Penguin, 2014 292 pgs
Ten-year-old Albie has always been "almost". He almost wins games, gets decent grades, and gets his artwork displayed in school. Albie's overachieving parents expect more out of him and he feels like a constant disappointment to them. His new school year is one of change: his best friend and neighbor stars in a reality tv show prompting the family to move into a bigger New York City apartment building, he gets dismissed from his private school and must start the year at a public school where he doesn't know anybody, and his mother hires a new after school babysitter, which he feels is unnecessary. Albie weathers the storms with the help of the new babysitter, who becomes a friend, understanding new teachers, a new school friend, and the donuts. Eventually as the year goes on Albie's life goes from bad to worse: the babysitter gets fired for something he feels is his fault, after a brief encounter with popularity he falls from grace, loosing his new friend in the process, and he can't raise his grades no matter how hard he works further disappointing his parents. Finally, Albie comes to terms with his strengths, repairs his friendships, and sees his parents for what they are: flawed people who try to be good parents and who love him very much.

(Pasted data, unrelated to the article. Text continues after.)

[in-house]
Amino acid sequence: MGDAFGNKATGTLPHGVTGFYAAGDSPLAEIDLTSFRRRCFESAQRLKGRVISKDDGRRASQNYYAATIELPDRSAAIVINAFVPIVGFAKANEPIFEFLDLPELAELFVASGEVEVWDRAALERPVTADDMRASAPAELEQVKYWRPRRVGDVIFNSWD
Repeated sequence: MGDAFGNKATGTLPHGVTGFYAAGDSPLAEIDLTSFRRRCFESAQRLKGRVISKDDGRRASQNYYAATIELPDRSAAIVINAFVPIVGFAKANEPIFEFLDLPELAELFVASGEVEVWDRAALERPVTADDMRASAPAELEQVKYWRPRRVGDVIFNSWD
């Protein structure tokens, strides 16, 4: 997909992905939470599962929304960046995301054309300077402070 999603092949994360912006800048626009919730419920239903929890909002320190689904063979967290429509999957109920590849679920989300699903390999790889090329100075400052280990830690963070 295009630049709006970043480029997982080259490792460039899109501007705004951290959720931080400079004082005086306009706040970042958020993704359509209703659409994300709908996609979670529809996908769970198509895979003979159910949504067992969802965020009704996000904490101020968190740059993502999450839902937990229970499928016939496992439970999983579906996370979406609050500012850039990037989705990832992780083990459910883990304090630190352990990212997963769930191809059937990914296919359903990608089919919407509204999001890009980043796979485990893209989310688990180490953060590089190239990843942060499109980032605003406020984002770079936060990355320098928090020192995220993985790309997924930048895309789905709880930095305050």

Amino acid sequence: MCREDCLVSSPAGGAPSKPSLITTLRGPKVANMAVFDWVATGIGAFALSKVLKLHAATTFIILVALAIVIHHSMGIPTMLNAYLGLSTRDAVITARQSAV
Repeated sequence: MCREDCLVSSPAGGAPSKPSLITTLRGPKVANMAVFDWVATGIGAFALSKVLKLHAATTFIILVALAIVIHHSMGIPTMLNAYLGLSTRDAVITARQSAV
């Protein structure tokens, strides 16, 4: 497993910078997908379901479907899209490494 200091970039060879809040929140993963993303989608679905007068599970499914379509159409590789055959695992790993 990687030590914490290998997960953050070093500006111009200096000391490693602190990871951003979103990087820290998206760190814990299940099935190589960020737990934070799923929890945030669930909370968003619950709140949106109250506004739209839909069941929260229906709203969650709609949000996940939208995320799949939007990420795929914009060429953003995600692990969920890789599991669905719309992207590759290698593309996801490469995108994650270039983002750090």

Absolutely Almost is a very different book then that of a Tangle of Knots released by the same author last year. Critics loved Tangle of Knots, while I found it to be confusing and over the top. With this book I was expecting more chaotic fantasy with a lot of characters and clever coincidences. Boy was I wrong. Absolutely Almost is a deceivingly thoughtful book about a kind and lonely boy. My heart went out to Albie and I almost cried when his mother fired the babysitter, who was the only adult who paid attention to him. By the end of the book we are more sympathetic to both parents and realize that they are trying and love Albie even though they don't understand a child who isn't as ambitious as they are. Albie is sweet and very naive. He doesn't ever catch on that the "math club" he goes to every day is really a resource class and he doesn't understand many social nuances. Even though the book is thoughtful, it is not boring. The plot is realistic and simple, dealing with the struggles of an average ten-year-old: bullies, grades, making sense of a confusing world. As always, I love a New York City setting. With the New York setting and the struggling social school plot, the book was reminiscent of Wonder, but not really. Absolutely Almost is less sensational than Wonder and much more relate-able. The chapters are short and the book reads fast. It would be a wonderful choice for reluctant readers, especially boys. It is impossible to read this book and not fall in love with Albie, or get a craving for donuts!